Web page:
Home & Living

Milio’s Mission

To this pop-up shop entrepreneur, local makers matter.

What 24 hours earlier had been a vacant storefront in North Baltimore was now a carefully curated pop-up shop. And on this Saturday morning in March, customers streamed into the temporary home-goods shop Taken, filling the space with excited murmurs as they browsed through the products, many of them one-of-a-kind.

Offering everything from Wight Tea Company’s loose-leaf teas to fragrant handcrafted soaps by Silver Linings Lavender and soy candles by Art C, owner Vanessa Milio says she wants her customers to see the best of Maryland goods, crafts, and collectibles. An aficionado of cool, vintage stuff, Milio, who holds a master’s degree in book arts and printmaking from Philadelphia’s University of the Arts, is no stranger to showing up to an estate sale, eager for a good find, only to have the best antiques bearing the dreaded label reading, “taken.” “You’re in that moment of, ‘Ugh, I wanted that!’ It’s like, ‘I missed something,’” she says.

As a child Milio had a dream of being an artist, an aspiration that has morphed a little bit: A longtime plan to set up a community hub that sells handmade goods was set in motion three years ago while Milio was attending a women-in-business event with a friend. Previously the president and CEO of the Harford County Chamber of Commerce, Milio was an expert when it came to helping small businesses get off the ground, but her nonprofit work took up most of her professional energy, delaying dreams of owning a craft store until after retirement.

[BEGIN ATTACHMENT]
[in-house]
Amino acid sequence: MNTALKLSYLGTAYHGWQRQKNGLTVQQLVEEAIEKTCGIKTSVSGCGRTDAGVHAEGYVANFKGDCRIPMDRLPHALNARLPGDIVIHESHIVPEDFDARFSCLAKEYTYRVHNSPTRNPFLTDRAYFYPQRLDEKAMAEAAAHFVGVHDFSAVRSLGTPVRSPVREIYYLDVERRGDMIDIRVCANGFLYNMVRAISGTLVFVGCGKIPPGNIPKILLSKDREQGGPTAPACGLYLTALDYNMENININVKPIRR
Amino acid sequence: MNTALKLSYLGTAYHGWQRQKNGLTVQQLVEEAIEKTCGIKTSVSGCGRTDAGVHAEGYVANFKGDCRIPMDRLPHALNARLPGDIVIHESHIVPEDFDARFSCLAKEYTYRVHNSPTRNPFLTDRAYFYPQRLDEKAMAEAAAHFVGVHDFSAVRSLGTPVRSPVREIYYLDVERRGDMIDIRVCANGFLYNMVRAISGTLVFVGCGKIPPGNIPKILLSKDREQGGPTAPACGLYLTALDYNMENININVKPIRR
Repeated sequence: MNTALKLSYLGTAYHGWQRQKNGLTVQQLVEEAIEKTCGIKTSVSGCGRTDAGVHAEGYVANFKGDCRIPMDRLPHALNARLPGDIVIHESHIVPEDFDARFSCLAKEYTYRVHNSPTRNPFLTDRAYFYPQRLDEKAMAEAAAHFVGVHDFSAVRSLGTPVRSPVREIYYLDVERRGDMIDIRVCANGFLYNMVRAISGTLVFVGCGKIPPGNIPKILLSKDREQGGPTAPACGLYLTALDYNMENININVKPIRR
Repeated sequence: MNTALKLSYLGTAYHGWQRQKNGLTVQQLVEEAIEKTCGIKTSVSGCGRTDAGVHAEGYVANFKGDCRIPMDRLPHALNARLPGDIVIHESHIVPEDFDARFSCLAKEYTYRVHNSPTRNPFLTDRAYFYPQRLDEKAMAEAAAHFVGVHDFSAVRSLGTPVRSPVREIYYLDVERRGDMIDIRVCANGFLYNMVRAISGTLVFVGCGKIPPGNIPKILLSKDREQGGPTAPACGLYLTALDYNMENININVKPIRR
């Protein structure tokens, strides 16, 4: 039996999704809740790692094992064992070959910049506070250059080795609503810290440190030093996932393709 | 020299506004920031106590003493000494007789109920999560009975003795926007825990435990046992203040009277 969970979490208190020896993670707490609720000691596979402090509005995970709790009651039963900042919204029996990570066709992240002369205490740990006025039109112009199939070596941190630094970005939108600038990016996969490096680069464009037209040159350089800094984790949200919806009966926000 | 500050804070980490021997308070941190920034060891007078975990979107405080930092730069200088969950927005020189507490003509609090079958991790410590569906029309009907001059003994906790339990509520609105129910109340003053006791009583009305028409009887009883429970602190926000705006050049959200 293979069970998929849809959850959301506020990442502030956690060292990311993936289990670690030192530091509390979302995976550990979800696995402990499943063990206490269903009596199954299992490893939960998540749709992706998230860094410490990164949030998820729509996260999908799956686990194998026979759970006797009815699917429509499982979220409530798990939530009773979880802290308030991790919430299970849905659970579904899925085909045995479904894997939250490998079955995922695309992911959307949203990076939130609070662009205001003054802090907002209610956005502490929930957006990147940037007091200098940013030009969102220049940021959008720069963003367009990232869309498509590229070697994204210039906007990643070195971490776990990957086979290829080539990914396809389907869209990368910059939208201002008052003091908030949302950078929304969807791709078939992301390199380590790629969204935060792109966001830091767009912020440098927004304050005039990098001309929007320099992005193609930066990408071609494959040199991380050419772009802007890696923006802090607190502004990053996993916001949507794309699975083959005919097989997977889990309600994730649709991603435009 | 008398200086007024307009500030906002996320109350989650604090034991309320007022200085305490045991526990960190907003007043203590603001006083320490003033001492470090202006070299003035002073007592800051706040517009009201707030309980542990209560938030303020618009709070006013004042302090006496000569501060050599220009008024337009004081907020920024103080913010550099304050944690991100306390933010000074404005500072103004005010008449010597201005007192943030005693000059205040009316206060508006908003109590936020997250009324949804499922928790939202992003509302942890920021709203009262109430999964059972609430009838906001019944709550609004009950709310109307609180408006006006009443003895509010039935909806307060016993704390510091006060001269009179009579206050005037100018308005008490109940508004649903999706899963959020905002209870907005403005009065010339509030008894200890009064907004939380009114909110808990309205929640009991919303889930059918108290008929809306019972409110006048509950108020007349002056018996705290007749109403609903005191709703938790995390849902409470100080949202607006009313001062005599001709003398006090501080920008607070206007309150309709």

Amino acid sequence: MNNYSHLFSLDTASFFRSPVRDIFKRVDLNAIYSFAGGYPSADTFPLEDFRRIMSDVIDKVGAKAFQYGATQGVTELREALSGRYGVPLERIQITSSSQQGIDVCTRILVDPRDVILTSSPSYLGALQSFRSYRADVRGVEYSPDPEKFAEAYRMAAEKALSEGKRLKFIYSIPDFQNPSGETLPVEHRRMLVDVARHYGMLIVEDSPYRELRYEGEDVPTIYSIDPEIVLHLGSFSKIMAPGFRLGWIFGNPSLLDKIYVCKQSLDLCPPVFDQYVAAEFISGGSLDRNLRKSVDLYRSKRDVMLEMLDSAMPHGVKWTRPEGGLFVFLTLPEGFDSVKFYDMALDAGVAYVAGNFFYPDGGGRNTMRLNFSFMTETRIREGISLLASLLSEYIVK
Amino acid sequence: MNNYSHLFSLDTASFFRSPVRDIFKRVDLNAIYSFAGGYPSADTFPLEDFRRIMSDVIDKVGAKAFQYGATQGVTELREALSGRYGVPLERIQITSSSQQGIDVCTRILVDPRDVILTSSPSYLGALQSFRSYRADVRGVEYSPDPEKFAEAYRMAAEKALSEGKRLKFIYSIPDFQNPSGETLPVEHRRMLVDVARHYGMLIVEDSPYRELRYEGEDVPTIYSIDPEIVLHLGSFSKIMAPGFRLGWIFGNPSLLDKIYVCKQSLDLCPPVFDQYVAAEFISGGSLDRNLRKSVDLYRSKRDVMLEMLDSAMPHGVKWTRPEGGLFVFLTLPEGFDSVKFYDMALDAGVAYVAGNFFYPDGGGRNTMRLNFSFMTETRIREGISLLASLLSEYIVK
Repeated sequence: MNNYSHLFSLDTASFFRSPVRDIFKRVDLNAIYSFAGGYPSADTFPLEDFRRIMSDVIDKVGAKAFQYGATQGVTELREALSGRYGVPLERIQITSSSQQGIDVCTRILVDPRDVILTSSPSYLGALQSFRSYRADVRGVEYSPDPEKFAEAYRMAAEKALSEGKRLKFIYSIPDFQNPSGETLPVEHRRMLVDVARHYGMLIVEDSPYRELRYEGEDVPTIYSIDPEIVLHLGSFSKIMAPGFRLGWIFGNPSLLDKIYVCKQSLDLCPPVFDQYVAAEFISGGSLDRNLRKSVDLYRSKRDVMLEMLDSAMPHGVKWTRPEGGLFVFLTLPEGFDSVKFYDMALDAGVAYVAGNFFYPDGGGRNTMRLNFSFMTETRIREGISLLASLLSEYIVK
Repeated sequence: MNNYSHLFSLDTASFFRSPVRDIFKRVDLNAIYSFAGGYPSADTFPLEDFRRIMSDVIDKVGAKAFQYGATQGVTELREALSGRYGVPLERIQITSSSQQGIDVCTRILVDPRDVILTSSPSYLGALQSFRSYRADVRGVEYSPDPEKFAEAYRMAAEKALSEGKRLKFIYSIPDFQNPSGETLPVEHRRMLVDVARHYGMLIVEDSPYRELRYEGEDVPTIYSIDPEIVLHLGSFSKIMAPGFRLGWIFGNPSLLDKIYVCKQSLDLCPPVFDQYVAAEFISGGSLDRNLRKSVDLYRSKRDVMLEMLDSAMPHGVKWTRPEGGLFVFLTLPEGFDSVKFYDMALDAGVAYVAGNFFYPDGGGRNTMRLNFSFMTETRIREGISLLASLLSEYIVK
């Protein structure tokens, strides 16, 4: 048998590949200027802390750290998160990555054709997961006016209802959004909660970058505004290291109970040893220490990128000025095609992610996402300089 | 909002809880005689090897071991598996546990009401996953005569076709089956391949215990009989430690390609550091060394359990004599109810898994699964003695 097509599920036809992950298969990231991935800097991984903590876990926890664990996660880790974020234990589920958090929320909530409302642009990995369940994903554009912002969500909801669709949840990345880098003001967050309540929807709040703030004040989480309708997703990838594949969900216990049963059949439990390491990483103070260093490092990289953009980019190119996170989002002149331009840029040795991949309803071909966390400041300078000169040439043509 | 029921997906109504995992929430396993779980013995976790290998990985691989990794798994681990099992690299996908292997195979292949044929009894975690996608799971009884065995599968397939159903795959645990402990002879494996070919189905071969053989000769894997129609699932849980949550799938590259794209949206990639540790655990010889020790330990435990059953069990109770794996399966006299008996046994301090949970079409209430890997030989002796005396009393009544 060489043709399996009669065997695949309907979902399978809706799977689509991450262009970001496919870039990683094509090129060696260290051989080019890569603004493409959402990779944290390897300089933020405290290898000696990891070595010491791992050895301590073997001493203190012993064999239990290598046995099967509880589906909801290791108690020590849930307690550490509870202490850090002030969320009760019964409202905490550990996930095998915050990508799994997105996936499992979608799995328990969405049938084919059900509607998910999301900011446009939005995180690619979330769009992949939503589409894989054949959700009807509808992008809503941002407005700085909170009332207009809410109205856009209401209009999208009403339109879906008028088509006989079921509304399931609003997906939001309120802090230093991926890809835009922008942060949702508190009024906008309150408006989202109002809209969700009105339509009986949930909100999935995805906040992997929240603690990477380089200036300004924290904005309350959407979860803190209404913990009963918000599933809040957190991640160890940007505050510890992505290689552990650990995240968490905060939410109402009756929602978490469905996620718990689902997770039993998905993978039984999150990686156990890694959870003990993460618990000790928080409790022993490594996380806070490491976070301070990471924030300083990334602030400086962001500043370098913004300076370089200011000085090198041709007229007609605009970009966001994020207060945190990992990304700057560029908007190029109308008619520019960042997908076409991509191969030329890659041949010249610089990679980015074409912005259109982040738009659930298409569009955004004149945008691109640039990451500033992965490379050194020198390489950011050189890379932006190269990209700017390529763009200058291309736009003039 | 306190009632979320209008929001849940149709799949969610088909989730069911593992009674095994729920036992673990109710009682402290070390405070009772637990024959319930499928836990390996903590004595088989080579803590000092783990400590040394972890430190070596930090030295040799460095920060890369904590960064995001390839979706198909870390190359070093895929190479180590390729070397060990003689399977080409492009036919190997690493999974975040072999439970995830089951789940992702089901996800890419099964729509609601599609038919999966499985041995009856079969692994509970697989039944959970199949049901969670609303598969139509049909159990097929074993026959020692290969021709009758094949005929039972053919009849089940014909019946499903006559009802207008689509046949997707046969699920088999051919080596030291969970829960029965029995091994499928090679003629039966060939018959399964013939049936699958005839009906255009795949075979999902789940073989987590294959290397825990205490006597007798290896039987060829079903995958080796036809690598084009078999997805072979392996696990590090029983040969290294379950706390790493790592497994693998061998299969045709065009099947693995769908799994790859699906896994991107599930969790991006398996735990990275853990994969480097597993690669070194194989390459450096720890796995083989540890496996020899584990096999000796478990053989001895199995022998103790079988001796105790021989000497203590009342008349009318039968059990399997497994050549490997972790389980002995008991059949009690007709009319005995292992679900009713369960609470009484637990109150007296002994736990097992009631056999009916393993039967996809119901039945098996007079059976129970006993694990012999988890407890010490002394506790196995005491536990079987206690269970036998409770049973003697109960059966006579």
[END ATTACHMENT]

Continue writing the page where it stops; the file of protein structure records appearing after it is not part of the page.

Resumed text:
But as she sat at the event, taking in the same advice as dozens of others who were mulling a business venture, Milio realized there wasn’t really anything stopping her—not even her other professional commitments or her responsibilities as a mother.

Six weeks later, in December of 2015, Taken hosted its first pop-up at The Painted Palette in Mt. Washington. Despite the blink-or-you’ll-miss-it nature of that first event—with set-up, sale, and break-down happening within the same day—its unexpected success made it evident that Taken was here to stay: Lines were out the door as people waited for a peek at the goods offered by the 30 makers featured.

Since then, she’s had pop-up shops from Bel Air to Chestertown (and also online at shoptaken.com). And besides featuring local makers, they’ve also reflected her support of sustainability through the sale of vintage pieces, a belief that inspired the company’s tagline, “forever reinventing.”

“You’re telling a story of these vintage pieces, of the lineage of these maker products,” she says. “And you’re then saying to the customer, ‘If you find something you love, that’s part of your story now.’”